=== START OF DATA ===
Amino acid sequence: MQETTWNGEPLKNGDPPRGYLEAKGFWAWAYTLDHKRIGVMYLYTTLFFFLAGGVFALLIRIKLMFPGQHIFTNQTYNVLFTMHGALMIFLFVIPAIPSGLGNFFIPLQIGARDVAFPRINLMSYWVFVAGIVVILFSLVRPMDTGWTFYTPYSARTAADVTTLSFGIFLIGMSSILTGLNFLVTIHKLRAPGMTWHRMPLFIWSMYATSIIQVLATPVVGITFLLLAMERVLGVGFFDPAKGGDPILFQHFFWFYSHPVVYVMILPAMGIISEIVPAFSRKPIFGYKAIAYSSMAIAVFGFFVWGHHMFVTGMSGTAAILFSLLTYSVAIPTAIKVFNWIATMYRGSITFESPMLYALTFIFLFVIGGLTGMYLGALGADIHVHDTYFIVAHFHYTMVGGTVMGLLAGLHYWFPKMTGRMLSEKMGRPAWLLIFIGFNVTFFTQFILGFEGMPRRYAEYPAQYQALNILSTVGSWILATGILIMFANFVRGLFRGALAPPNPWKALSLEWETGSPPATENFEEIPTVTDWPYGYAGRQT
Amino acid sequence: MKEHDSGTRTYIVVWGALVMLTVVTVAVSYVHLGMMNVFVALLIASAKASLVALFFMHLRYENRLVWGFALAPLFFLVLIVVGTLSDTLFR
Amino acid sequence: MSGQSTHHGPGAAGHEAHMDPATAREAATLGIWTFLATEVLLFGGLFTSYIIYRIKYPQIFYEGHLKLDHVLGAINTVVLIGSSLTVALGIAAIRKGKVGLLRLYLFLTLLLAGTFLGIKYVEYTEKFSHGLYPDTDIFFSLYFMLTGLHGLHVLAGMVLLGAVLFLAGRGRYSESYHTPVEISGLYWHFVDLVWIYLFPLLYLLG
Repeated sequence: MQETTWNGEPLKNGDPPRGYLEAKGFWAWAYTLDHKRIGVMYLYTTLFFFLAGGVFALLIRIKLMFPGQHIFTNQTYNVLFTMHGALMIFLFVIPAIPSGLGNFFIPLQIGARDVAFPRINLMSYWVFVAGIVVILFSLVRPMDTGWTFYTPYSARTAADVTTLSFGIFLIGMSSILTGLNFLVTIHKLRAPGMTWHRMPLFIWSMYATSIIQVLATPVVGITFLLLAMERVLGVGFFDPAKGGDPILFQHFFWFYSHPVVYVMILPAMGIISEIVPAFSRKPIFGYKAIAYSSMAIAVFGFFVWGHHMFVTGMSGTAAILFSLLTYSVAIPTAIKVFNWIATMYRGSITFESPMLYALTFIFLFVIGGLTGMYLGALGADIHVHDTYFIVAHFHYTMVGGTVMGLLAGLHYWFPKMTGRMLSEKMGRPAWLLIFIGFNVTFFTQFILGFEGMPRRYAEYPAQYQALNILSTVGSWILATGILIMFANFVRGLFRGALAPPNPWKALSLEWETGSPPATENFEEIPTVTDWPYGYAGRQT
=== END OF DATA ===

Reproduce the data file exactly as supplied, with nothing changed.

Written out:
Amino acid sequence: MQETTWNGEPLKNGDPPRGYLEAKGFWAWAYTLDHKRIGVMYLYTTLFFFLAGGVFALLIRIKLMFPGQHIFTNQTYNVLFTMHGALMIFLFVIPAIPSGLGNFFIPLQIGARDVAFPRINLMSYWVFVAGIVVILFSLVRPMDTGWTFYTPYSARTAADVTTLSFGIFLIGMSSILTGLNFLVTIHKLRAPGMTWHRMPLFIWSMYATSIIQVLATPVVGITFLLLAMERVLGVGFFDPAKGGDPILFQHFFWFYSHPVVYVMILPAMGIISEIVPAFSRKPIFGYKAIAYSSMAIAVFGFFVWGHHMFVTGMSGTAAILFSLLTYSVAIPTAIKVFNWIATMYRGSITFESPMLYALTFIFLFVIGGLTGMYLGALGADIHVHDTYFIVAHFHYTMVGGTVMGLLAGLHYWFPKMTGRMLSEKMGRPAWLLIFIGFNVTFFTQFILGFEGMPRRYAEYPAQYQALNILSTVGSWILATGILIMFANFVRGLFRGALAPPNPWKALSLEWETGSPPATENFEEIPTVTDWPYGYAGRQT
Amino acid sequence: MKEHDSGTRTYIVVWGALVMLTVVTVAVSYVHLGMMNVFVALLIASAKASLVALFFMHLRYENRLVWGFALAPLFFLVLIVVGTLSDTLFR
Amino acid sequence: MSGQSTHHGPGAAGHEAHMDPATAREAATLGIWTFLATEVLLFGGLFTSYIIYRIKYPQIFYEGHLKLDHVLGAINTVVLIGSSLTVALGIAAIRKGKVGLLRLYLFLTLLLAGTFLGIKYVEYTEKFSHGLYPDTDIFFSLYFMLTGLHGLHVLAGMVLLGAVLFLAGRGRYSESYHTPVEISGLYWHFVDLVWIYLFPLLYLLG
Repeated sequence: MQETTWNGEPLKNGDPPRGYLEAKGFWAWAYTLDHKRIGVMYLYTTLFFFLAGGVFALLIRIKLMFPGQHIFTNQTYNVLFTMHGALMIFLFVIPAIPSGLGNFFIPLQIGARDVAFPRINLMSYWVFVAGIVVILFSLVRPMDTGWTFYTPYSARTAADVTTLSFGIFLIGMSSILTGLNFLVTIHKLRAPGMTWHRMPLFIWSMYATSIIQVLATPVVGITFLLLAMERVLGVGFFDPAKGGDPILFQHFFWFYSHPVVYVMILPAMGIISEIVPAFSRKPIFGYKAIAYSSMAIAVFGFFVWGHHMFVTGMSGTAAILFSLLTYSVAIPTAIKVFNWIATMYRGSITFESPMLYALTFIFLFVIGGLTGMYLGALGADIHVHDTYFIVAHFHYTMVGGTVMGLLAGLHYWFPKMTGRMLSEKMGRPAWLLIFIGFNVTFFTQFILGFEGMPRRYAEYPAQYQALNILSTVGSWILATGILIMFANFVRGLFRGALAPPNPWKALSLEWETGSPPATENFEEIPTVTDWPYGYAGRQT